Thursday, 5 October 2006


A little while ago two PhD students at work graduated from their respective Dutch universities. I had had a small hand in helping both of them with their theses -- mostly editing (thanks be to Brett), English and some thoughts on layout. I attended the graduation ceremonies of both and they are somewhat different to my own in Australia.

Firstly, the generic Australian version. Usually the protocol is to write the thesis, submit it to the univeristy who -- with the preparation of you and your supervisor who have invited them -- send it off to the examiners. There are rules about who can and cannot do this but in general it is three or four people who know enough about your work (hopefully) to say if it's rubbish or not. They prepare a report on the work and then recommend one of a few possible outcomes[1] This then goes to the University who generally follow through on the advice they have received and a bit later on you (optionally and usually a few months) head to the official graduation ceremony where you, along with a few hundred others (mostly undergraduates), are presented with your scroll of paper. At some universities they read out the thesis title of the graduand before handing over the parchment and other places -- like my own at ANU -- they just print it in the program.

The differences with the Dutch system include, for starters, it takes more the form of a formal thesis defence. The candidate having previously published and submitted his thesis to the examining committee, then comes before them in a formal ceremony and is grilled for a designated -- and strictly controlled -- time period. Work colleagues, friends and family typically attend the ceremony. To support the grillee -- though pretty much only in a moral sense -- two assistants are asked and they are known as the paranimfs. I don't think there is an strictly equivalent word in English. Anyway, I was recently invited to be a paranimf. This pretty much involved wearing a dark suit, walking in the processions, standing in the right place at the right time and sitting still during the Process-O-Grilling. I thought it might also entail coming quickly to one's feet and calling 'Objection!' or stopping the candidate running from the room but I appear to have been mistaken. Overall the ceremony went well.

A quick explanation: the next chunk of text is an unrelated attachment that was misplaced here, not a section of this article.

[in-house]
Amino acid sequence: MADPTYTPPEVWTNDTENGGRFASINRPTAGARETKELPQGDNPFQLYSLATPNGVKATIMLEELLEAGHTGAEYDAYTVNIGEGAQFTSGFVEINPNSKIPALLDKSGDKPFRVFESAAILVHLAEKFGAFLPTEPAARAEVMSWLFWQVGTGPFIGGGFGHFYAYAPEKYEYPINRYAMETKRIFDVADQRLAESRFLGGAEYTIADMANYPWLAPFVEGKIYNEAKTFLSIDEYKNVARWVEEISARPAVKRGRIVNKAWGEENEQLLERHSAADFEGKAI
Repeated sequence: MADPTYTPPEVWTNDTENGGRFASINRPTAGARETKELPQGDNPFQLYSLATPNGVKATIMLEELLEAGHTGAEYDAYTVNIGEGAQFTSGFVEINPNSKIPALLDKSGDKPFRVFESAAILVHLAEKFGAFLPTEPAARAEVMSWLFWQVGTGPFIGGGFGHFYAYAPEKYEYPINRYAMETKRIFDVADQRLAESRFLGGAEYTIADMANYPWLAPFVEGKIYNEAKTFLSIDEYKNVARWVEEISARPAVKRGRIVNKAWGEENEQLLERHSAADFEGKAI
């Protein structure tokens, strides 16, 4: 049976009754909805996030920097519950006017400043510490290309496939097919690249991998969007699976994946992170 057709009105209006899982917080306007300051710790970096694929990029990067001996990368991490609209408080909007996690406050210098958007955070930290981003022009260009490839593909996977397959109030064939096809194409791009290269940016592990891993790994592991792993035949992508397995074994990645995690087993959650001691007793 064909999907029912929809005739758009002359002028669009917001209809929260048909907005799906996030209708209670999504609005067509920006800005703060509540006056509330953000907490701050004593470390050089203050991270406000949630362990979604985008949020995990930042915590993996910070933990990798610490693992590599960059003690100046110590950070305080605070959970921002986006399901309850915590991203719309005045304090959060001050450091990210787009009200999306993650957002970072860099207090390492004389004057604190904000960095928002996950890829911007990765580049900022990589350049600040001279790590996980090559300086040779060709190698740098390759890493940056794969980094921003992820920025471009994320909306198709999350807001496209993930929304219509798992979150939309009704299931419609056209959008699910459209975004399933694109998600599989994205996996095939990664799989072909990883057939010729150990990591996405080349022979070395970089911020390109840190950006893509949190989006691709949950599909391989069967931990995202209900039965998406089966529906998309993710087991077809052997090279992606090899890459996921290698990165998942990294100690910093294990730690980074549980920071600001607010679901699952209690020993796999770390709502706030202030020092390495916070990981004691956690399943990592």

At the end of the Grill Fest the examining committee retires for its deliberations and upon return (usually) grant the degree on the spot. Usually then the candidate's "promotor" (the academic who officially is putting him forward as a candidate) says a few words about the candidate (now Doctor) and their efforts. The ceremony is concluded and friends, family and colleagues adjourn to a reception room to partake in drinks, hors d'Ĺ“uvre, congratulations and possibly even some gift giving. Then it's all over bar the posing.

The Man of the Moment with family members and flanked by his two Paranimfs.

[1] Generally and broadly they are: conferral of degree with no changes, conferral of degree with minor changes, rewrite and resubmission of thesis and denial of degree.